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Posted on Jul 10, 2011 in Uncategorized | 0 comments

TWT Newsletter, Issue#050 – Office 365 and E3 round-up


Welcome to our 50th TWT Newsletter! Belated happy 4th of July wishes go out to our US readers and happy 50th newsletter to everyone! 50 issues and still going strong, the TWT Newsletter brings you the best of the months IT news and valuable tips for working with your PC. We hope you enjoy this anniversary edition and here’s to another 50.

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In this months issue:-

1) What’s new at
2) Office 365 officially launches, is this the future of Microsoft Office?
3) Tip of the Month – Are you running 32 or 64 bit Windows? Here’s how to tell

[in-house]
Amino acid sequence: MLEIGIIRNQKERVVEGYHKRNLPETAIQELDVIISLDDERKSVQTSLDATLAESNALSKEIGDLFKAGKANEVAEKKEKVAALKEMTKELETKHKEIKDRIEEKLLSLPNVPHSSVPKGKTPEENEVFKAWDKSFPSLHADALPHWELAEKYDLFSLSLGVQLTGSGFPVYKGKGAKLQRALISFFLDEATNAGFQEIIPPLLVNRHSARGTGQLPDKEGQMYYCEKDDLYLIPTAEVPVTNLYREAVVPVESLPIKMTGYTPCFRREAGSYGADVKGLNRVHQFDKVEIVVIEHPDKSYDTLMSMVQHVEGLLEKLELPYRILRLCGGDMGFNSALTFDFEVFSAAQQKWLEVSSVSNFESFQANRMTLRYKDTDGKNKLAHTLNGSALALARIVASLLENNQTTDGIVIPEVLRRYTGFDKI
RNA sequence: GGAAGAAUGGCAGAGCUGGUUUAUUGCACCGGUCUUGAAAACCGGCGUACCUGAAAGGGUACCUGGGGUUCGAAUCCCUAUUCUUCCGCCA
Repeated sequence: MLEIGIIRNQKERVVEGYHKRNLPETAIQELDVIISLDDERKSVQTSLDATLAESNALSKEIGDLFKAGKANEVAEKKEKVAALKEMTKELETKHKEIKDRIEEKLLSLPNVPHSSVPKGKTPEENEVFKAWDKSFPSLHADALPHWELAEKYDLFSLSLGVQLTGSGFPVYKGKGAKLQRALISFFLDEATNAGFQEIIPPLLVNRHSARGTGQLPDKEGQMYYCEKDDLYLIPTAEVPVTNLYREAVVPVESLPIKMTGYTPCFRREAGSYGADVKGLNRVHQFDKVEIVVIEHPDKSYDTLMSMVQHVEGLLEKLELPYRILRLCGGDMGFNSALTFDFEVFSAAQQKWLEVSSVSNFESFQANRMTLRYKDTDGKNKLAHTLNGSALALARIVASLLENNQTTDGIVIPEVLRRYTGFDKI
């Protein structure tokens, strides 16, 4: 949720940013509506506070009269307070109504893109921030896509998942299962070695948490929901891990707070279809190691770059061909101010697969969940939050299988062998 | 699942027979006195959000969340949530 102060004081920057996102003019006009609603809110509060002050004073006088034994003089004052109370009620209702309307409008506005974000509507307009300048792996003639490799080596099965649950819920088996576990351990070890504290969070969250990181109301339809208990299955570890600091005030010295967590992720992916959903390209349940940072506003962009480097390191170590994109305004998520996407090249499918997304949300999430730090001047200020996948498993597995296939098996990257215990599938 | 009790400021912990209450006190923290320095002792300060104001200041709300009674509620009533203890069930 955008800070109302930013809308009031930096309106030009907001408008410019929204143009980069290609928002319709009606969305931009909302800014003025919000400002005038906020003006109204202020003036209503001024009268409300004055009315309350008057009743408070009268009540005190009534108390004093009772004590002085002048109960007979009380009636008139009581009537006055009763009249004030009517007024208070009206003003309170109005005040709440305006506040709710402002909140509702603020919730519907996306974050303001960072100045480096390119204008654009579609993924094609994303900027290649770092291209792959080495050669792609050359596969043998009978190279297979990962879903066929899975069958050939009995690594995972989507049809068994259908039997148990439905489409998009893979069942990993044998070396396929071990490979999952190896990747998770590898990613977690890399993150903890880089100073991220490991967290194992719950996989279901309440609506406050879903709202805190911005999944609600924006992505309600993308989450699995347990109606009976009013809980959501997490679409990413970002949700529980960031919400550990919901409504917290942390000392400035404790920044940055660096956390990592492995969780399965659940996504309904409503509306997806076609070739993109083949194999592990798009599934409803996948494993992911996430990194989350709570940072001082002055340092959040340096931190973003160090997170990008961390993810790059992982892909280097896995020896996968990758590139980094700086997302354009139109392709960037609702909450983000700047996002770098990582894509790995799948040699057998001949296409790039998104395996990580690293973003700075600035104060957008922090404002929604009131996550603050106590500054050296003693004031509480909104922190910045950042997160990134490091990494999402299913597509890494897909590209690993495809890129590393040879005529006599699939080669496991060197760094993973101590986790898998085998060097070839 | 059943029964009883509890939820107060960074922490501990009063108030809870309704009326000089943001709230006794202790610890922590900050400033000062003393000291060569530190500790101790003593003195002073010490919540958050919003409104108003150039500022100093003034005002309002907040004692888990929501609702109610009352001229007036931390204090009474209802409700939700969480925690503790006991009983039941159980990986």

4) Free Utility of the Month – GameSave Manager
5) E3 2011 round-up

What’s new at

There were several site updates in June as well as a new article. Instant messaging and social networking are very popular services. To keep in touch with all your friends without having to have dozens of tabs/applications open at once, you might want to consider a multi-protocol instant messaging program. In our new article, entitled “Multi-protocol IM Showdown”, we review and compare Pidgin, Trillian and Digsby to find out which is the king of IM. Read the article by visiting this link.

Since Trillian has had a major update, it was time to update our Trillian tutorials. You can view four new Trillian 5 tutorials by visiting this link.